Meaning of house-train in English:


Pronunciation /ˌhaʊsˈtreɪn/

Translate house-train into Spanish


[with object]
  • Train (a pet) to excrete outside the house or only in a special place.

    ‘you can't house-train a bird as you can a cat’
    • ‘While bunny is caged, you house-train your pet by putting a litter box in one corner and praise the little rabbit every time the litter box is used, just as you do with puppies (or humans for that matter)!’
    • ‘An impatient owner complained that their eight-week old puppy was not house-trained yet and another complained: ‘Our dog gets jealous when we sit together and she hurts my legs when she wags her tail.’’
    • ‘Not many families can have much need to house-train a dolphin, but should you require it, the Beachcomber is the place to do it.’
    • ‘The animals can be house-trained and, claim experts, are even capable of understanding basic instructions such as ‘no’.’
    • ‘Goodness me, if they were puppies, within a day they would be asking to go outside - they are so good at being house-trained.’
    • ‘However, they must have made the house even more dirty than it usually would have been as none of these animals would have been house-trained.’
    • ‘He said: ‘He must be well house-trained because he wouldn't go inside.’
    • ‘What is more, Shar-Peis are bright and affectionate and their advantages of being easily house-trained, exceptionally clean and needing minimal grooming make them ideal for indoor living.’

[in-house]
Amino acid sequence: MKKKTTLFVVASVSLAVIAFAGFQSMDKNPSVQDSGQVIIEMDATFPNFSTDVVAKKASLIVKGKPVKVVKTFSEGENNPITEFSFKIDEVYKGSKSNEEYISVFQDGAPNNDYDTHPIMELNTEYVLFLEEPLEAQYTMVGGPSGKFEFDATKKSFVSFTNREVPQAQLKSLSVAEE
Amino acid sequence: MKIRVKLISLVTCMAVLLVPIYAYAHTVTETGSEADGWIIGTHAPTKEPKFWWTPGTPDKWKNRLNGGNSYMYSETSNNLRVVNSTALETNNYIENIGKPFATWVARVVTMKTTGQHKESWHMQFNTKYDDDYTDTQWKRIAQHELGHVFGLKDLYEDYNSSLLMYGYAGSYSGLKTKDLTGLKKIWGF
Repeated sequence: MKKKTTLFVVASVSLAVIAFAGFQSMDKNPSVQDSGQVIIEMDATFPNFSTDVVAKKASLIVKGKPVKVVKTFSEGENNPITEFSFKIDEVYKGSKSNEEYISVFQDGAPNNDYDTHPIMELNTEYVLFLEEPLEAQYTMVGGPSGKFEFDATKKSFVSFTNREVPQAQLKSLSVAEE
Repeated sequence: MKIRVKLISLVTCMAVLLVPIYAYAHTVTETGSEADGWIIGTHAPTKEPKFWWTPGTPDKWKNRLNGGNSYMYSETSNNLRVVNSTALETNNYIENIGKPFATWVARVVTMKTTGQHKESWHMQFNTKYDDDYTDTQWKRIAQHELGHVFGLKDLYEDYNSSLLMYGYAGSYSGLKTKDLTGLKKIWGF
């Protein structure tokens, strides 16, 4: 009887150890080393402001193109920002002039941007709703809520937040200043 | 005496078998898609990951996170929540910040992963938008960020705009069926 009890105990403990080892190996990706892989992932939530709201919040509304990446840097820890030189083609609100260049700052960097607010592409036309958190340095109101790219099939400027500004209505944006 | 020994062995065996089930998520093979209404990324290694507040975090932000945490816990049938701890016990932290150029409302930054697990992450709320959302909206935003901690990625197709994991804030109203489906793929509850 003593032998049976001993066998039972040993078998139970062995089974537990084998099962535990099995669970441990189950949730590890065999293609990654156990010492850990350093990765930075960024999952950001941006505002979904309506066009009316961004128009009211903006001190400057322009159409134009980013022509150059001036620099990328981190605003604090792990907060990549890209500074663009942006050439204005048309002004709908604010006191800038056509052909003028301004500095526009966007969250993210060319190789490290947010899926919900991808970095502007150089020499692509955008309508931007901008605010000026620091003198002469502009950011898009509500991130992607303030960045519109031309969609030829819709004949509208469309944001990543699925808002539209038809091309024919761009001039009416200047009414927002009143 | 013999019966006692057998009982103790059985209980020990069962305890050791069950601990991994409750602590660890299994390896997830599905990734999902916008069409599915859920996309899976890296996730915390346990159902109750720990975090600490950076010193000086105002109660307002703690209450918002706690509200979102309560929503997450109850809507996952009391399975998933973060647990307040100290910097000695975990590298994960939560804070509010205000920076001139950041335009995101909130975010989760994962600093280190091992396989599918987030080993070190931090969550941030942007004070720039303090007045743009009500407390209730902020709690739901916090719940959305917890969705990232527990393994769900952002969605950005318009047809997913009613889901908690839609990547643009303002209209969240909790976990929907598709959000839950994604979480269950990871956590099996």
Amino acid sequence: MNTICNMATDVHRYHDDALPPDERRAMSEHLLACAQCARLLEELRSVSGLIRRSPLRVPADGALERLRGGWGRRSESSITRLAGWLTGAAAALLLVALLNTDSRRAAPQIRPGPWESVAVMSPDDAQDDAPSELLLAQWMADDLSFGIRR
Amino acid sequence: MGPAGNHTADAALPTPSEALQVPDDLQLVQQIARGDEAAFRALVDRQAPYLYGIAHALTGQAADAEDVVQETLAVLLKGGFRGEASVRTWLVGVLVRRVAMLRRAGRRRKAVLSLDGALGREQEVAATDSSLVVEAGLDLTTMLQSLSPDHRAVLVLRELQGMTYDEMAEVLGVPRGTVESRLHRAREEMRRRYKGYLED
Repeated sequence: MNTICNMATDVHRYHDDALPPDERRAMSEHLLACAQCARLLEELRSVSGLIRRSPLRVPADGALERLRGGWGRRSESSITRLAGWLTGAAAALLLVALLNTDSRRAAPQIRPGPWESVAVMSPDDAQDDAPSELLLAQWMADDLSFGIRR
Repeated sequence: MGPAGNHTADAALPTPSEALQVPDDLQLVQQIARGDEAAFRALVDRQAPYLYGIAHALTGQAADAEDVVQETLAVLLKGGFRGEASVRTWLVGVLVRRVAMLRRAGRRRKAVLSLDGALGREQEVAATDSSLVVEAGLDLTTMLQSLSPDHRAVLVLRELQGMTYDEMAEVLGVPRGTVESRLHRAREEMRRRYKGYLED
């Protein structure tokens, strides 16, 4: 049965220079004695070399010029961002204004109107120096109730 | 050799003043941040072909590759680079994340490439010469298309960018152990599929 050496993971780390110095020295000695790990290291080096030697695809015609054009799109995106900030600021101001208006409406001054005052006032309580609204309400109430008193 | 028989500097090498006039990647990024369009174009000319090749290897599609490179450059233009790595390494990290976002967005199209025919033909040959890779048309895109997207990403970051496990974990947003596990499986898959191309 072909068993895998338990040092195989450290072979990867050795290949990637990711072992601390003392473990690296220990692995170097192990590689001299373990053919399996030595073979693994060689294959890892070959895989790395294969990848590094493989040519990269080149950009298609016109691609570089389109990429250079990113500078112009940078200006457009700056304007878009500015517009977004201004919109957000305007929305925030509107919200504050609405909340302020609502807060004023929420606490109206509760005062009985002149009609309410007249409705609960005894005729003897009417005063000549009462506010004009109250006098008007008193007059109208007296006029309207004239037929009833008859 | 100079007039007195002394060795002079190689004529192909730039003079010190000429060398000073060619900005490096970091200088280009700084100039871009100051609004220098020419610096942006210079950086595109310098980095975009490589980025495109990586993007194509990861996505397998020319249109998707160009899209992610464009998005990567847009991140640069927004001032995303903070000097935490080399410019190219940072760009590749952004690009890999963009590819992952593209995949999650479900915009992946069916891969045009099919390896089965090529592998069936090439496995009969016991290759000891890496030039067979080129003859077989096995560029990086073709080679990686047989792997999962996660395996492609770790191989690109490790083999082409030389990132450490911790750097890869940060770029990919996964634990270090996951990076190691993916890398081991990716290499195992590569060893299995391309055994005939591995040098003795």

• ‘All the canine emigrants have been vaccinated, checked for health problems and house-trained.’
    • ‘Gus paused in his verbal attack on Ian, his eyes aggressively searching the crowd for an answer, but the faces stared back with the beseeching look of a puppy that had broken house-training and didn't understand why it was being shouted at.’
    • ‘And house-training of pets is of course not ‘natural’, but surely nobody would argue that it was tantamount to animal cruelty and abuse?’
    • ‘I'm not sure I'm ready for all that house-training and vet stuff all over again!’
    • ‘Poor house-training, rather than something she ate or illness, must have been the culprit.’
    • ‘She was house-trained from the moment we got her, even though she spent her first few weeks of life in a barn.’
    • ‘He is house-trained; he never makes a mess; he is obedient; he is a pure delight to me.’
    • ‘By last Thursday though, he needed to get out, as Butch the Staffordshire Bull terrier needed the toilet, and was so well house-trained he wouldn't go in the flat.’
    • ‘If your dog loses its house-training manners, follow these 3 steps.’